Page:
Thursday, April 30, 2009

Word Of The Week: Scrappage

Meanwhile, over on Facebook, my pal Brian Clegg opines that the word scrappage can't possibly be a real word. He refers of course, to the dodgy, and, moreover, desperate scheme whereby Moron McBroon and his fellow donkey-jacketed cronies want to bung us five big ones if we scrap our ol' bangers and buy new cars.

Brian, having indeed and heretofore written a book called Ecologic, is an expert on 'Greenwash' - the efforts by PR spivs to sell us things on the strength that they are 'green' when they really aren't. Therefore he'd probably agree with me that 'scrappage' is more about teaching crows how to fly under water saving the motor industry rather than the planet.

However, I digress. What irks Brian is the word itself - scrappage. I find to my amusement that it does exist, being delicately interposed in the Shorter Oxford between scrapie (a Scots dialect word for lard) and scrapple (colloquialism for the abrasion of the nipple suffered by professional female mud-wrestlers).

What's more, scrappage means what you suppose it to mean - the action of scrapping. This is rather fine, as one might propose, in the absence of the inducements offered by McBroon, that the definition of scrappage might be no more than a gnat's nadgers away from 'the action of estimating as worthless' which happens to be that of one of the longest known English words, floccinaucinihilipilification.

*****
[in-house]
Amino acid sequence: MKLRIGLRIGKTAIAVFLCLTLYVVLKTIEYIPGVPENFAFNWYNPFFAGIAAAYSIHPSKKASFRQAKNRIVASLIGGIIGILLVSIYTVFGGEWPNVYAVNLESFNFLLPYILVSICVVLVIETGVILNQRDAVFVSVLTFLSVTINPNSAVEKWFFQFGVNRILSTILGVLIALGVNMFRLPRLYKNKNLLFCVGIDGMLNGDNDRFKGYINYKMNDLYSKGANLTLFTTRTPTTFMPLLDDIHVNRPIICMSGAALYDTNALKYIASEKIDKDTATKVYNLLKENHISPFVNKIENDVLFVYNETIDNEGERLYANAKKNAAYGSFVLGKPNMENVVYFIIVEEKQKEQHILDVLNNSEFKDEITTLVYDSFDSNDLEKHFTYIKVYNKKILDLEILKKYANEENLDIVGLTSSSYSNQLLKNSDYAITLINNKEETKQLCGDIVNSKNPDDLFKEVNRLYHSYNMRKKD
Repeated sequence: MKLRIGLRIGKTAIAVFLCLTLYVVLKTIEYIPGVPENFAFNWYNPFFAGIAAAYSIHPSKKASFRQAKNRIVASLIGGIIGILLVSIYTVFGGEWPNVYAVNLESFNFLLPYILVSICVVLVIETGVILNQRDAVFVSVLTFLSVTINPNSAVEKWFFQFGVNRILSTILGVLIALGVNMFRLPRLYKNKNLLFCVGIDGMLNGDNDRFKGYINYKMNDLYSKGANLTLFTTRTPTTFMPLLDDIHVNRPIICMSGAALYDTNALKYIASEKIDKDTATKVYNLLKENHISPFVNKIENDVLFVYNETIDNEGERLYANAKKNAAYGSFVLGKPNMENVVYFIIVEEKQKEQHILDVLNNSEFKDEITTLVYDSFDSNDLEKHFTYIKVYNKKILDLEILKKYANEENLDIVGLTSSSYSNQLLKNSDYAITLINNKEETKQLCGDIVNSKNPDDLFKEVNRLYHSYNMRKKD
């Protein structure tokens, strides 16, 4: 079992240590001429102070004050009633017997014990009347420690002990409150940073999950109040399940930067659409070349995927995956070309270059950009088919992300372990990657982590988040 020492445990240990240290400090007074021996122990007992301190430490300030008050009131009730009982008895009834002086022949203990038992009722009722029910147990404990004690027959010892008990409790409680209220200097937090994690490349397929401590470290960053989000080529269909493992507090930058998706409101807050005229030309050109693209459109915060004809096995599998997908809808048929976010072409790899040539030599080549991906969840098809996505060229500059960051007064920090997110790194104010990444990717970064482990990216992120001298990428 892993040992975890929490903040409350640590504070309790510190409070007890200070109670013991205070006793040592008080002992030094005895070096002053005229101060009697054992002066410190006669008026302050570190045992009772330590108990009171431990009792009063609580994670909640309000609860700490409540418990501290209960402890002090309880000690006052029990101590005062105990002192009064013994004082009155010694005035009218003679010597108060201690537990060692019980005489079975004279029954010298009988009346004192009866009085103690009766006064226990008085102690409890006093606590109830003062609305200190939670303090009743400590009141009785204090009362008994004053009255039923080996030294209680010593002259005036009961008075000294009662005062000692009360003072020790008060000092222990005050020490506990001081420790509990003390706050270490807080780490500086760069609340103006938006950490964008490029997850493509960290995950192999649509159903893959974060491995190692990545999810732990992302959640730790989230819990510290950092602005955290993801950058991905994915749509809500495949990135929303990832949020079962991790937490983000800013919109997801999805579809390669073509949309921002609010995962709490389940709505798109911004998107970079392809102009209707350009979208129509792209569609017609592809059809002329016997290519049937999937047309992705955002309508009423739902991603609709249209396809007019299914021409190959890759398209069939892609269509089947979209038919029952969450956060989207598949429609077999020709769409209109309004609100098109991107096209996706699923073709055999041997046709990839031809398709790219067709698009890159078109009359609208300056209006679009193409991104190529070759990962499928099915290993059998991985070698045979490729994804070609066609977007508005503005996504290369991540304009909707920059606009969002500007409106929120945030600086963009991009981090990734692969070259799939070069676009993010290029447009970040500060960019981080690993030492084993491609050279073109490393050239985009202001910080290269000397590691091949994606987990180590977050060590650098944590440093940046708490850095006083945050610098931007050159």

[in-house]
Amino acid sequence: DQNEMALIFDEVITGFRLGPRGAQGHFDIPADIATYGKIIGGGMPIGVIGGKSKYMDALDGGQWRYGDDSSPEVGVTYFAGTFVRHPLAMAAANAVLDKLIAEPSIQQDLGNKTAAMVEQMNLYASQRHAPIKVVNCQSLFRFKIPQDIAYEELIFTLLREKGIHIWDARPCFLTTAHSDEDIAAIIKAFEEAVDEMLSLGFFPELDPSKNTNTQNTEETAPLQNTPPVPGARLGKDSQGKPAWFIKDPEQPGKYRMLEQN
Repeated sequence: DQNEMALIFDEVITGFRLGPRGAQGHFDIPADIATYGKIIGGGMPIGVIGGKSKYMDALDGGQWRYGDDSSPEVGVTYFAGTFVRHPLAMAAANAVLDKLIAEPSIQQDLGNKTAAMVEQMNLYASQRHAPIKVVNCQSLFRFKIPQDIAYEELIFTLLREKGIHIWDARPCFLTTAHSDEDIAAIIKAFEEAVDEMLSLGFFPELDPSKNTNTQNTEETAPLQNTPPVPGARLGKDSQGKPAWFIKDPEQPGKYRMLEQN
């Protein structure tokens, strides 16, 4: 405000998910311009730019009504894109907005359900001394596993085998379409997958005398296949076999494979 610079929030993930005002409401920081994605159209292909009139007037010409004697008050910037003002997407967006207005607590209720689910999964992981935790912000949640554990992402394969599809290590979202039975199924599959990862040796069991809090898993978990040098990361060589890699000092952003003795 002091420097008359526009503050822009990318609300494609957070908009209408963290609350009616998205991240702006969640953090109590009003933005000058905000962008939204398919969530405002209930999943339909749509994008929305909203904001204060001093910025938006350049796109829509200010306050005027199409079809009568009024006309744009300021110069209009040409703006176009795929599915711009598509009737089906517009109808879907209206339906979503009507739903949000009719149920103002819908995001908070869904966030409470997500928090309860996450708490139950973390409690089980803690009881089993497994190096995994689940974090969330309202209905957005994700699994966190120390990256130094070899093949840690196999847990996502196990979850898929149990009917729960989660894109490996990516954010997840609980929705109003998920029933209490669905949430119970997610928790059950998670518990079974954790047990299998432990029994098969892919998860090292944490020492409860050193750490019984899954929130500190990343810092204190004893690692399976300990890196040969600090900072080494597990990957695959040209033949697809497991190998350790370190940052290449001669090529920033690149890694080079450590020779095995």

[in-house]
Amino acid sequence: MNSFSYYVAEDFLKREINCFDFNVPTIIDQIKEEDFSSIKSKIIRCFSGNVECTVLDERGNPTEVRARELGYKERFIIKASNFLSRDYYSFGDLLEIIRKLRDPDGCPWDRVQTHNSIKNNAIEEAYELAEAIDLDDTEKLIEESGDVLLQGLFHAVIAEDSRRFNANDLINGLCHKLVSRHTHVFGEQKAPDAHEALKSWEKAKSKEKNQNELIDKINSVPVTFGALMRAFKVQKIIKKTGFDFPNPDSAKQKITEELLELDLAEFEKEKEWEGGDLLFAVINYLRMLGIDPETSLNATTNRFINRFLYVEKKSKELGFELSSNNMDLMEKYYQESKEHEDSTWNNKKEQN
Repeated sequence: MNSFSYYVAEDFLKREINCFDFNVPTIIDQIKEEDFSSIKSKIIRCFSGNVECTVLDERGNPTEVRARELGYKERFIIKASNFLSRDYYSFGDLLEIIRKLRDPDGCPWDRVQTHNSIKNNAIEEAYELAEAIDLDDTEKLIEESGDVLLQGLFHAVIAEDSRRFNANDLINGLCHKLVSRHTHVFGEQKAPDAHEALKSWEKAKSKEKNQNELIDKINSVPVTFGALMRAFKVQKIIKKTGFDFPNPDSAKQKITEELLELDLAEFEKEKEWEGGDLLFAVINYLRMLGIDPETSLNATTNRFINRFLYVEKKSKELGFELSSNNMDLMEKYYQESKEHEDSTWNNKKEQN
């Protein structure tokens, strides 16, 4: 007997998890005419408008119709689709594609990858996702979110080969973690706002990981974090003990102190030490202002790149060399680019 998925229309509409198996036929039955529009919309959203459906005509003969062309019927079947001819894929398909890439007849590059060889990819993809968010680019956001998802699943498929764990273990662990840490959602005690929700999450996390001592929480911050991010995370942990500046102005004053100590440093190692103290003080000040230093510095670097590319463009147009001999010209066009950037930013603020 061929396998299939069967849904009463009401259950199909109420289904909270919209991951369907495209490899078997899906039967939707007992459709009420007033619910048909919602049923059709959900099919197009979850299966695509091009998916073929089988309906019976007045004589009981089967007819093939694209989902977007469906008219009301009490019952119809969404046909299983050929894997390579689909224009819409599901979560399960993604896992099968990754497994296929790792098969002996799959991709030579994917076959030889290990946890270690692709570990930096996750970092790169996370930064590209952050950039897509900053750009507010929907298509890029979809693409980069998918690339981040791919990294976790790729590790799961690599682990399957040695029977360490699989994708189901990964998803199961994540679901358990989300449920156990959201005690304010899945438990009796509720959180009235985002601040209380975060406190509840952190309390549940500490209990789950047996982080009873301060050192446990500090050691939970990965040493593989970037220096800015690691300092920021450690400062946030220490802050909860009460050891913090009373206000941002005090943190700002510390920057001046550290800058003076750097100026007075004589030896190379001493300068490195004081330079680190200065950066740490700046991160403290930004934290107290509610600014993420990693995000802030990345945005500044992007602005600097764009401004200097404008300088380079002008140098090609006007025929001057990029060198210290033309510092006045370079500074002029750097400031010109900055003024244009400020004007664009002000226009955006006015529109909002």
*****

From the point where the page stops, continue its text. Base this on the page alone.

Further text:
Scrappage - to use this fine word to refer to the decommissioning of superannuated Vauxhall Vectrae seems an awful waste. In an ideal world, I'd assume the powers of Humpty Dumpty (stop sniggering, at the back) and declare by fiat, if not Fiat, that scrappage must refer to some archaic right enshrined in the feudal system, for example, oh, I don't know, that of peasants to grummet their own cordwanglers' scrodes in the manorial demesne every second Wednesday in Lent (in the Town Hall if wet: restrictions may apply). One might think of similar words with faux-Medieval roots, such as

Verbiage - the right of those employed in the transportation of goods or the provision of services to make repeated announcements employing sentence structures, figures of speech and indeed words that are well beyond their educational attainment or indeed capability of utterance;

Foliage - the right of the seventh sons of sextons (try saying it while eating an apple) to hold noisy parties in graveyards between dusk and dawn, without let or hindrance. This right is often claimed in the defence of holders of illegal raves, witches' sabbaths and so on;

Mucilage - The right of the peasantry of Gloucestershire to catch hagfishes with their bare hands, usually a royal prerogative;

Cartilage - A levy or toll on the passage of goods across the land of butchers, tanners and glue-makers;

Spillage - the traditional right of transients and vagabonds to lick beer-stains off the tables of inns after closing-time;

Hillage - the right of thanes or reeves to insist on the immediate cessation of minstrelsy, usually by the striking of a ritual gong.